I am vaguely suspicious that if capacitor C10 (the integrator capacitor) were faulty, it might both (a) have less capacitance than per-spec (which could explain the faster base rate) and also (b) have behavior that varies with frequency (which could explain the inconsistent multiplier). But I don't know how to test this. I also think it's unlikely given that it doesn't have visual damage... ESR plots for capacitors generally show ESR at frequencies increasing by powers of 10 (100 Hz to 1kHz, 10kHz, etc.), which makes me think the difference in performance between, say, 127 Hz and 233 Hz is not especially variable.

Beyond that hunch, I am out of ideas. (And I don't love the idea of trying to rework a 0603 part with hot air, so I'd rather not start swapping out parts without better evidence.)

Oscillator subcircuit schematic:

schematic for oscillator core

PCBA front:

Front of VCO PCBA

PCBA reverse:

Reverse side of VCO PCBA

Circuit schematic notes:

  • VCore is the output from the exponentiator
  • VRef6, VRef-9v1, etc. are +/-6.0 and +/-9.1 volt references, each generate by a Zener diode and buffered by an LM324A; each has a 22uF tantalum decoupling capacitor to smooth out transients. (They are not used as sources of significant current/power, nor are their consumers dynamic; mostly fed through potentiometers to op-amp inputs as signal offsets.)
  • Assembly is double-sided on a four-layer board (signal-GND-power-signal).
  • SYNC_IN and SquareWaveDutyCtrl are held at GND during testing.

1 Answer 1


Looking at your schematic, I'm very concerned about the design of your Schmitt trigger, U4B. The threshold voltages are set by R48, R52, Vref6 and ±Vcc. Nominally, the thresholds should be -3 V and +9 V.

However, the TL074 does not have a rail-to-rail output; the output voltage can be as much as 1 V away from the rail. This means that the actual threshold voltages can vary by quite a bit, which has a direct effect on the stability of the oscillator.

The fact that the peaks of your sawtooth are actually nowhere close to these threshold values suggests that there are other effects contributing, too. I suspect timing issues. For one thing, R48 and R52 are shown as 1 MΩ each — this could be interacting with the input capacitance of the opamp (but I can't find a value for this in the datasheet) to slow down the switching between the two threshold voltages. Also, this is a low-power opamp with a typical slew rate of only about 20 V/µs.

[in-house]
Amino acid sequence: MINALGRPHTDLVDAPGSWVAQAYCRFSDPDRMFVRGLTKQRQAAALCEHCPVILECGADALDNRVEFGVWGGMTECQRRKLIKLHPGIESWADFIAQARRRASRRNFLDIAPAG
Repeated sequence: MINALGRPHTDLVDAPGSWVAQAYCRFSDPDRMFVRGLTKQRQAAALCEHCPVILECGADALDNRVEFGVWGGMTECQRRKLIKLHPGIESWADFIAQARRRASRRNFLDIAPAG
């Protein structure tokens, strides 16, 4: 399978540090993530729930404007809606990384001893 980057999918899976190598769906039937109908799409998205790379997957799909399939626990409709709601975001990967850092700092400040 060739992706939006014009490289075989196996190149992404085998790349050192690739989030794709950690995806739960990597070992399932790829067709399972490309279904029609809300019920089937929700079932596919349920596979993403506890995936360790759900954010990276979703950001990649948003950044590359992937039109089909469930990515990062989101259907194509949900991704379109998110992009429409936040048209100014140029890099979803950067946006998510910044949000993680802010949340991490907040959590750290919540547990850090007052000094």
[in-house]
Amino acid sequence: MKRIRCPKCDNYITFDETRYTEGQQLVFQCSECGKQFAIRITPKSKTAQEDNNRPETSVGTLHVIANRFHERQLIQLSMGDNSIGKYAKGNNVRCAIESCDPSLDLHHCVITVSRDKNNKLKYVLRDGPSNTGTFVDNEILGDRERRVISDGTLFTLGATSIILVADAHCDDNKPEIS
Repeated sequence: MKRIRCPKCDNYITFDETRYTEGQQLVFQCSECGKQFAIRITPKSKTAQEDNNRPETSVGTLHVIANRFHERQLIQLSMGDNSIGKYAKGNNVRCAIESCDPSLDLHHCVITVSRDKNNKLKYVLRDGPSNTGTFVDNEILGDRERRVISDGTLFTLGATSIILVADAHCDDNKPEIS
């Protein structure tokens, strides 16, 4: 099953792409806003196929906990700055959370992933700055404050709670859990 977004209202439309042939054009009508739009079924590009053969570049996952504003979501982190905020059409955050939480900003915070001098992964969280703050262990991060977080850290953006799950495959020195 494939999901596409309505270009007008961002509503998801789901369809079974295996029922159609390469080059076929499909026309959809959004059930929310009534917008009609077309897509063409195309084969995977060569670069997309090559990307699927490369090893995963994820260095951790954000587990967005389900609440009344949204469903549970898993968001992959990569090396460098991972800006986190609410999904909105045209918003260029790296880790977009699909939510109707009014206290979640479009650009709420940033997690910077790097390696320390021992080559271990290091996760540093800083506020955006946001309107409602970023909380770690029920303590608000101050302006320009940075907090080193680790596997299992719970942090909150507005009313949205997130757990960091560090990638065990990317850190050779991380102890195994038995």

I would suggest examining the output of this section in detail; zoom in on both the voltage and time scales. Also look at the waveform on the noninverting input. I suspect that the difference between the faulty board and the others is the specific performance of this opamp. Have you tried replacing it?

  • \$\begingroup\$ Thanks Dave, that's a helpful analysis. I have not attempted to replace/rework any components. I should clarify that the waveform capture in the image above is SAWTOOTH (DC-shifted and scaled output) not SAWBASE (the actual oscillator waveform) - easier to access with a scope. I also probed SAWBASE and saw the limits at 9.82V and -2.64V, which is a bit closer than the spread I saw on my breadboard version, but only enough to explain 114Hz vs 110Hz nominal - not 127Hz. Also how does this explain the nonlinearity when VCore increases? \$\endgroup\$ Commented May 30, 2023 at 16:20
  • \$\begingroup\$ I can take another look at the scope pictures this evening after work. Also, would reducing R48/R52 to 100kohm help? Those 1M values were set fairly early in the design process and probably should have been reduced for noise elimination; the effect of resistance on amplified noise was a thing I didn't learn about until midway through the project. \$\endgroup\$ Commented May 30, 2023 at 16:23
  • \$\begingroup\$ Another clue, in case it helps: in development testing, I found the lower octaves had a tendency to go a bit flat (by only 1-4 Hz, but that's enough to sound out of tune), which is why I added the LFBOOST circuit built around U9. Perfect tuning would see CV of -1V and - 2V at 63.5 Hz and 31.85 Hz respectively. In this faulty unit, they're quite sharp - 70-some Hz and 40 Hz. \$\endgroup\$ Commented May 30, 2023 at 16:39
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    \$\begingroup\$ Thanks for the additional scope traces. They confirm my idea that you have a timing problem. The noninverting input is still changing when the Schmitt trigger toggles the second time, which means that you don't have good control over the peak-to-peak amplitude of the sawtooth waveform, and therefore poor control over its frequency. The circuit performance is strongly dependent on the individual performance of certain components, including the opamp and the MOSFET. \$\endgroup\$
    – Dave Tweed
    Commented May 31, 2023 at 21:30
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    \$\begingroup\$ Thanks @Dave Tweed, with your help I was able to fix it. I reworked the 1M r's (R48/R52) to 47K, changed the FET input resistors (R45/R47) to 10K and increased the pulldown resistor R42 to 22K. I changed U4 to use TL074H instead of TL074; the H variant has much better common mode input and rail-to-rail output. I also added a 4.7pF speedup cap across the Schmitt trigger output & noninv. input. DISCHARGE rises much faster, no race condition, clear 1us hold time at 11.5V. Oscillator now tracks great over 8 octaves and doesn't even really need most of the cal/compensation circuitry I built in. \$\endgroup\$ Commented Jun 10, 2023 at 7:00